“The events of my life would fill more than a novel … I live in a world so curious, so strange. Of the dream that was my life, this is the nightmare.”
— Camille Claudel to Eugène Blot, Montdevergues Asylum, 1935
Here’s my guide to the life and famous sculptures of French artist Camille Claudel.
I’ve always loved the affecting sculptures of the tragic and gifted French sculptor Camille Claudel. I’ve seen her works in Paris’ Rodin Museum and made the pilgrimage to the new Camille Claudel Museum in Nogent-sur-Seine, shortly after it opened in May 2017.
I cannot resist a tale of a talented ferocious woman, struggling for success in an art world that was then the exclusive domain of men. The story of her life, and how it ended, is devastating. Having just finished reading Rodin’s Lover, I was inspired to write about her.
So inspired, I’ve apparently written a tomb.
Camille Claudel: Genius and Force of Nature
Claudel was born in 1864 in Fere-en-Tardenois, in the champagne region of France. She began sculpting at age 12, showing prodigious talent. She would often dig up red clay around her house for material. Claudel was intense, moody, and tempestuous from a young age. She defiantly resisted the idea of courtship or marriage, wanting only to sculpt.
In her childhood, Claudel was only close to her brother Paul, who would go on to become a Christian mystic poet, acclaimed dramatist, and diplomat. Her unloving and puritanical mother couldn’t bear Camille’s wayward disposition or her unconventional “hobby.” She constantly rejected and vilified her daughter.
Claudel’s intellectual and loving father was more sympathetic. Recognizing her innate talent, he sent his daughter to Paris to study at the Académie Colarossi at great expense. At the time, it was Paris’ only art school for women. Women were barred from free training at the state sponsored École des Beaux-Arts until 1897.
Early Career and Affair with Rodin
Claudel rented an atelier with British sculptor Jessica Lipscomb. She studied with sculptor Alfred Boucher. When Boucher left for Italy, he asked the the sculptor Auguste Rodin to take on Claudel as a student.
In 1884, at the age of 19, she became Rodin’s assistant. Rodin, then in his 40s, was living with the mother of his child and lifelong partner, Rose Beuret. He was just gaining serious recognition.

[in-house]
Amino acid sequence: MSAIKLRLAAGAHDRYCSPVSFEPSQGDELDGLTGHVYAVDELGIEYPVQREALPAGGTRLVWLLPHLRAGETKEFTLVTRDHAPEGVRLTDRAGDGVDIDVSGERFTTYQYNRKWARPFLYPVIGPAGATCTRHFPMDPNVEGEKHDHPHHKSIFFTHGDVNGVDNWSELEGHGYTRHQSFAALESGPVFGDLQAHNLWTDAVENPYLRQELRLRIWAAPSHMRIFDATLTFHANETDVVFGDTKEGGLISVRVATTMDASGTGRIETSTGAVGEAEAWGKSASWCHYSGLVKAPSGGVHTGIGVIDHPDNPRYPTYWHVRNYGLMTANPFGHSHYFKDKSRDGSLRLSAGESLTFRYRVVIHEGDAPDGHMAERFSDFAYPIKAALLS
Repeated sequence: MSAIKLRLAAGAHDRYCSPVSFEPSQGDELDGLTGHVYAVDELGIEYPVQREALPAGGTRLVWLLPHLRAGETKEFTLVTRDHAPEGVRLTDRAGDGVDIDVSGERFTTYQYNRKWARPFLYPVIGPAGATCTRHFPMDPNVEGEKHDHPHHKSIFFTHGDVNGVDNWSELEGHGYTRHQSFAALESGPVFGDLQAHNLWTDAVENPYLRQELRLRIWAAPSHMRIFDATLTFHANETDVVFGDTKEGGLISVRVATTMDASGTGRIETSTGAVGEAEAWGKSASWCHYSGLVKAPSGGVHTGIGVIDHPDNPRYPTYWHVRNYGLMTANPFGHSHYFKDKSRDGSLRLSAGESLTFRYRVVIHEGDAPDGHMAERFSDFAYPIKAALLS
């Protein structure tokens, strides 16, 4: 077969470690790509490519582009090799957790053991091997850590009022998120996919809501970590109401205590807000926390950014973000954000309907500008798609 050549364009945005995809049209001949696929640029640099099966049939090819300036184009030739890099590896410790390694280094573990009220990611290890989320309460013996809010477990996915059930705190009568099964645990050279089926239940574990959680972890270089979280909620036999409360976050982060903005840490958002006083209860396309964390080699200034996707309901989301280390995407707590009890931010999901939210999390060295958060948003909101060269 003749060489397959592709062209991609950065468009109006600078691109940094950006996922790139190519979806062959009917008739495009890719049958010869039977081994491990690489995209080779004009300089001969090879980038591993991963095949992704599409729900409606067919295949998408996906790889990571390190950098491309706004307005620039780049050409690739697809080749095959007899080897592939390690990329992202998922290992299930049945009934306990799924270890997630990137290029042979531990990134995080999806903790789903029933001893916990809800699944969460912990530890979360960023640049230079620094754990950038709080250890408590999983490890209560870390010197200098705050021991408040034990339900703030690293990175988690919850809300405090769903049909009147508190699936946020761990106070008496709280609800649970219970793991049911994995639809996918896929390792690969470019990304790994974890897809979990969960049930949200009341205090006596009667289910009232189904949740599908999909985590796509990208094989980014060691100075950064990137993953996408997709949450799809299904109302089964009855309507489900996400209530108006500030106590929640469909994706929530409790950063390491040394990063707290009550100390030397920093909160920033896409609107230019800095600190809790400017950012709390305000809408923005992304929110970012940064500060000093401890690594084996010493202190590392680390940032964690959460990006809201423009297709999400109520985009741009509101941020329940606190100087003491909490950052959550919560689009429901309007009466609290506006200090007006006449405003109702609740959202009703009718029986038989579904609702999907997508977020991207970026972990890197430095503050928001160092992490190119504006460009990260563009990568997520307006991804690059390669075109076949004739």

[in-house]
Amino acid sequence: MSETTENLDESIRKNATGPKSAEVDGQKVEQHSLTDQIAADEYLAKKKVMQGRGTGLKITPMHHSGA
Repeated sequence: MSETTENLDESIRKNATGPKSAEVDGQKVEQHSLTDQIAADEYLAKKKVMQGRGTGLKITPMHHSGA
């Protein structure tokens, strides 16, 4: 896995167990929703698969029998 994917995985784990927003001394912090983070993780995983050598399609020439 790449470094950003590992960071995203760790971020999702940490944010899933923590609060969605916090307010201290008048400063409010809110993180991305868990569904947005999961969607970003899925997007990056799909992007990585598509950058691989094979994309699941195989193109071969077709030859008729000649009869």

In 1886, Claudel and Rodin began a torrid affair. Their romantic and collaborative relationship would last, on and off, until 1898. For Rodin, this marked an incredibly prolific period. For Claudel, the relationship was both a blessing and a curse.
With Rodin’s help, Claudel’s works received exposure and her early career was promising. She learned to sculpt different types of stone and had live nude models, something essential for training. She was given the studio jobs that required the most skill, like creating the hands and feet for Rodin’s The Burghers of Calais and The Gates of Hell.
Claudel was initially influenced by Rodin, but quickly established her own innovative style. Her work had a more passionate, vulnerable, expressionistic quality than Rodin’s monumental, more heroic, pieces. They often had more finesse and detail. As Rodin said, “I showed her where to find gold, but the gold she finds belongs to her.”
Claudel exhibited at the Salon and had several private commissions. She was recognized as gifted “for a woman.”
Her first major piece, Shakuntala, won Honorable Mention at the Salon in 1888, even besting Rodin that year. There are several variations of the piece, as Claudel often worked obsessively on the same subject matter. This is not uncommon for artists. Think Claude Monet, Edvard Munch, or Lucien Freud.
Contrary to then prevailing wisdom, Claudel also influenced Rodin’s work. She was a prodigy — highly sensitive, intense, and imaginative.